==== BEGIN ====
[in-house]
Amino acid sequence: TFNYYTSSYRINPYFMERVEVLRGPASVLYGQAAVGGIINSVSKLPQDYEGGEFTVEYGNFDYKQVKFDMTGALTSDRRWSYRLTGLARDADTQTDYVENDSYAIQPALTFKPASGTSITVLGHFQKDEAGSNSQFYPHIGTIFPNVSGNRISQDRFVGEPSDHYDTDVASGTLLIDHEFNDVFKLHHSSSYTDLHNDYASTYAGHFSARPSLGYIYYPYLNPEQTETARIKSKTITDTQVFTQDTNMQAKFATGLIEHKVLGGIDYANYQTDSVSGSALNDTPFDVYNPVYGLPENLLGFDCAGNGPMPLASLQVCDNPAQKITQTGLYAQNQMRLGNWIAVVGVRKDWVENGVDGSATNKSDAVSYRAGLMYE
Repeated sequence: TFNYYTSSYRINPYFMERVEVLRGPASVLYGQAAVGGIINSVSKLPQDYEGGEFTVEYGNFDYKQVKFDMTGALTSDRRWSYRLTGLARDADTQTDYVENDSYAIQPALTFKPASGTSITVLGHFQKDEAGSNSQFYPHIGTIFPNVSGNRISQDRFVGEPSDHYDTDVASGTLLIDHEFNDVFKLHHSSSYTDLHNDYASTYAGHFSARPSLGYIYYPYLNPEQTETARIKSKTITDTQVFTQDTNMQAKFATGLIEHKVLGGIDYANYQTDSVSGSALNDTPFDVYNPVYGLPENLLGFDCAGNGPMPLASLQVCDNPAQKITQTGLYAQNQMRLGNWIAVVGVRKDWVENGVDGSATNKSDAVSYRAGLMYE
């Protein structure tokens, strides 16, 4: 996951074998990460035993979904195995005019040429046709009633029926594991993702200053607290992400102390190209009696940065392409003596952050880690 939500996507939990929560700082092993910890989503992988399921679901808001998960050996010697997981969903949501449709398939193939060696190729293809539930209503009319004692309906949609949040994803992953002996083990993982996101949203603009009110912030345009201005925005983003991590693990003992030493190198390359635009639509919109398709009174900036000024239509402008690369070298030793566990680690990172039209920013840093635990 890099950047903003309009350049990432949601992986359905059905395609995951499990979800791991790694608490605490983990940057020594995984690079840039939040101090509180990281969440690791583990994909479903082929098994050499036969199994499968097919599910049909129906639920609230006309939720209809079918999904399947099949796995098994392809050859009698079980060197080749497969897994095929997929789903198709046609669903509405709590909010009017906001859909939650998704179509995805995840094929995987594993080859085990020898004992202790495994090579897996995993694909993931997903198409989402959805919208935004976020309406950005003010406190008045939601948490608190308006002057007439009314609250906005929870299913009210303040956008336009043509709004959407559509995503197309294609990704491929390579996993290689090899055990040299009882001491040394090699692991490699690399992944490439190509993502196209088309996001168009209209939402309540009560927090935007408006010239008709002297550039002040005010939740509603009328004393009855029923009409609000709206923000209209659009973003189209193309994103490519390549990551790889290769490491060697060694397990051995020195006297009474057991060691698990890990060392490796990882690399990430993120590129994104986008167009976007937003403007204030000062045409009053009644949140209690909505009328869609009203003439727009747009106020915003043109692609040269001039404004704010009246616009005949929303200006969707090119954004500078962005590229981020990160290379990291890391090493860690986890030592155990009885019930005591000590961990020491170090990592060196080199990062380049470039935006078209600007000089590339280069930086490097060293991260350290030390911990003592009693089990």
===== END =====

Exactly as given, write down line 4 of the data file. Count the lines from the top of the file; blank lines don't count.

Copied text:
């Protein structure tokens, strides 16, 4: 996951074998990460035993979904195995005019040429046709009633029926594991993702200053607290992400102390190209009696940065392409003596952050880690 939500996507939990929560700082092993910890989503992988399921679901808001998960050996010697997981969903949501449709398939193939060696190729293809539930209503009319004692309906949609949040994803992953002996083990993982996101949203603009009110912030345009201005925005983003991590693990003992030493190198390359635009639509919109398709009174900036000024239509402008690369070298030793566990680690990172039209920013840093635990 890099950047903003309009350049990432949601992986359905059905395609995951499990979800791991790694608490605490983990940057020594995984690079840039939040101090509180990281969440690791583990994909479903082929098994050499036969199994499968097919599910049909129906639920609230006309939720209809079918999904399947099949796995098994392809050859009698079980060197080749497969897994095929997929789903198709046609669903509405709590909010009017906001859909939650998704179509995805995840094929995987594993080859085990020898004992202790495994090579897996995993694909993931997903198409989402959805919208935004976020309406950005003010406190008045939601948490608190308006002057007439009314609250906005929870299913009210303040956008336009043509709004959407559509995503197309294609990704491929390579996993290689090899055990040299009882001491040394090699692991490699690399992944490439190509993502196209088309996001168009209209939402309540009560927090935007408006010239008709002297550039002040005010939740509603009328004393009855029923009409609000709206923000209209659009973003189209193309994103490519390549990551790889290769490491060697060694397990051995020195006297009474057991060691698990890990060392490796990882690399990430993120590129994104986008167009976007937003403007204030000062045409009053009644949140209690909505009328869609009203003439727009747009106020915003043109692609040269001039404004704010009246616009005949929303200006969707090119954004500078962005590229981020990160290379990291890391090493860690986890030592155990009885019930005591000590961990020491170090990592060196080199990062380049470039935006078209600007000089590339280069930086490097060293991260350290030390911990003592009693089990």